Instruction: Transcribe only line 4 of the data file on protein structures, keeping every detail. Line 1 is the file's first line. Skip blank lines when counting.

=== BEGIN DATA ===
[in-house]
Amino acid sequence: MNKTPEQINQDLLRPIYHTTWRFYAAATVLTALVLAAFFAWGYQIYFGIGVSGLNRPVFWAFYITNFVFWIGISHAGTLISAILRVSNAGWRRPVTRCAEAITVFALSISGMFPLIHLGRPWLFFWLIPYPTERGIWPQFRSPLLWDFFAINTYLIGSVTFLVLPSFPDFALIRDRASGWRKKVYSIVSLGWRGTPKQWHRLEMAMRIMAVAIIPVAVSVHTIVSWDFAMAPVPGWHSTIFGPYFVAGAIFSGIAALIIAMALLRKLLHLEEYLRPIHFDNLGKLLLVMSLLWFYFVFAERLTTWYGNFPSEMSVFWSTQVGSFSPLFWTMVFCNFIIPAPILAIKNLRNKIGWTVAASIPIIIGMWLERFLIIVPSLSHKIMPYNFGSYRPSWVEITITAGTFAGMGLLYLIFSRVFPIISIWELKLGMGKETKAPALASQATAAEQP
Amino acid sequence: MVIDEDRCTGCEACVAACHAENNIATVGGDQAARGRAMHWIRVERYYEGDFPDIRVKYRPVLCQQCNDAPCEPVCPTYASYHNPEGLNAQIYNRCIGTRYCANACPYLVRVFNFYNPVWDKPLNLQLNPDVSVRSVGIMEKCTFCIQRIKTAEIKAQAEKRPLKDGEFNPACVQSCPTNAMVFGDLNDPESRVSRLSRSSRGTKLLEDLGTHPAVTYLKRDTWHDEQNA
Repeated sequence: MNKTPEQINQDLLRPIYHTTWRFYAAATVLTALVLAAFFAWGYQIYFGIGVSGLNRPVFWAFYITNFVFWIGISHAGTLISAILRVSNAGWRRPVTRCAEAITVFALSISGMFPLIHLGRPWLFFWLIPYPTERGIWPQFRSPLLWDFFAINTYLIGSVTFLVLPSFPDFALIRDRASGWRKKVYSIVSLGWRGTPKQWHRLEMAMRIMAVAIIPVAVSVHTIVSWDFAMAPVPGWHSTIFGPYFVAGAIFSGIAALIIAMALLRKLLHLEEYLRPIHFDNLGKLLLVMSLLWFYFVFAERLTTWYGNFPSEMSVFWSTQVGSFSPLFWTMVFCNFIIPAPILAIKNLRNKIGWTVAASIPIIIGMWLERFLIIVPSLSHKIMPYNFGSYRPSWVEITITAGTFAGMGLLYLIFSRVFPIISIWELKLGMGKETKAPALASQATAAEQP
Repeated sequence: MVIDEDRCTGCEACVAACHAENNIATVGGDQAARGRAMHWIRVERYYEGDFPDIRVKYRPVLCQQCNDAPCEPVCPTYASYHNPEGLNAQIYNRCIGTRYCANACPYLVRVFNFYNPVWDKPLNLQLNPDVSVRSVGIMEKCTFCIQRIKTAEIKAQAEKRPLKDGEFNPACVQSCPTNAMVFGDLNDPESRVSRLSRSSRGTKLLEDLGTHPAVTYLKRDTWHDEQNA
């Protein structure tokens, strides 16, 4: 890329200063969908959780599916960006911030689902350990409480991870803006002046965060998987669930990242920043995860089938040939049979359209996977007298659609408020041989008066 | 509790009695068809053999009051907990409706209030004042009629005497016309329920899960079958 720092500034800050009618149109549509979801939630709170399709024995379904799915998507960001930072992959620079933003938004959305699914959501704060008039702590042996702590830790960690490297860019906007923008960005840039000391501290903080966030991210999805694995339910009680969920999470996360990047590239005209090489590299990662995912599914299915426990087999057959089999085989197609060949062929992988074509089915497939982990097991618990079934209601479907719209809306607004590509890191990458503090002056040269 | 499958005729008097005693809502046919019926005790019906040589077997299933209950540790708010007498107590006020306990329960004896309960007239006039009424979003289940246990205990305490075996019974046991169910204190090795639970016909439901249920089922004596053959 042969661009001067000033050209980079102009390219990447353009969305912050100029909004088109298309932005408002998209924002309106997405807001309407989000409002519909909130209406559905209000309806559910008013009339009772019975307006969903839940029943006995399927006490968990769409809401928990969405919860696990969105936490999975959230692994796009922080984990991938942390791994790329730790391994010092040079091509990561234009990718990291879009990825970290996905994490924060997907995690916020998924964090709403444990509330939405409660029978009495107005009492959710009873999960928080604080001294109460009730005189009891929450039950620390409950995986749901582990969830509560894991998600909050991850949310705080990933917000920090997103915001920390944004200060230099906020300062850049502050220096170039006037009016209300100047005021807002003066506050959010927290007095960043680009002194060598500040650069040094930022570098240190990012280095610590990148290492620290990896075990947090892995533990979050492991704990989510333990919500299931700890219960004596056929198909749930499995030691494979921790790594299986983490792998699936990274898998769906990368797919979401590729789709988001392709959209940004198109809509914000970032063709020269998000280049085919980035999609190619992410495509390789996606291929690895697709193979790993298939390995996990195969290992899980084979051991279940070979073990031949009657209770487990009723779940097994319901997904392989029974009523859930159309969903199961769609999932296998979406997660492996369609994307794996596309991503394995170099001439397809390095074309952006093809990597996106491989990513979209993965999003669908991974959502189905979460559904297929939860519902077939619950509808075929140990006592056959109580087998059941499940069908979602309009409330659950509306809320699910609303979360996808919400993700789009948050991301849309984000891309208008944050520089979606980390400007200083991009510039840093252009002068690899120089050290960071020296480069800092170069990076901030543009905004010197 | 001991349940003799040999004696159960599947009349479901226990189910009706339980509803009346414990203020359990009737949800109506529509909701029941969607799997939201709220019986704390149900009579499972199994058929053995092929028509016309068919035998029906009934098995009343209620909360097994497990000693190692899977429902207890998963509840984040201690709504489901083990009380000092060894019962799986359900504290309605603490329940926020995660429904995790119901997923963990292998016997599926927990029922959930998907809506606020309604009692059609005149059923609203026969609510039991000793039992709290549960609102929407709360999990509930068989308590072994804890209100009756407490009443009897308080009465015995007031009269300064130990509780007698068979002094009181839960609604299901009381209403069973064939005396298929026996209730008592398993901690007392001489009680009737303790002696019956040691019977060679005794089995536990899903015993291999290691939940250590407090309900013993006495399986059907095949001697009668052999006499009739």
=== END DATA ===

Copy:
Repeated sequence: MNKTPEQINQDLLRPIYHTTWRFYAAATVLTALVLAAFFAWGYQIYFGIGVSGLNRPVFWAFYITNFVFWIGISHAGTLISAILRVSNAGWRRPVTRCAEAITVFALSISGMFPLIHLGRPWLFFWLIPYPTERGIWPQFRSPLLWDFFAINTYLIGSVTFLVLPSFPDFALIRDRASGWRKKVYSIVSLGWRGTPKQWHRLEMAMRIMAVAIIPVAVSVHTIVSWDFAMAPVPGWHSTIFGPYFVAGAIFSGIAALIIAMALLRKLLHLEEYLRPIHFDNLGKLLLVMSLLWFYFVFAERLTTWYGNFPSEMSVFWSTQVGSFSPLFWTMVFCNFIIPAPILAIKNLRNKIGWTVAASIPIIIGMWLERFLIIVPSLSHKIMPYNFGSYRPSWVEITITAGTFAGMGLLYLIFSRVFPIISIWELKLGMGKETKAPALASQATAAEQP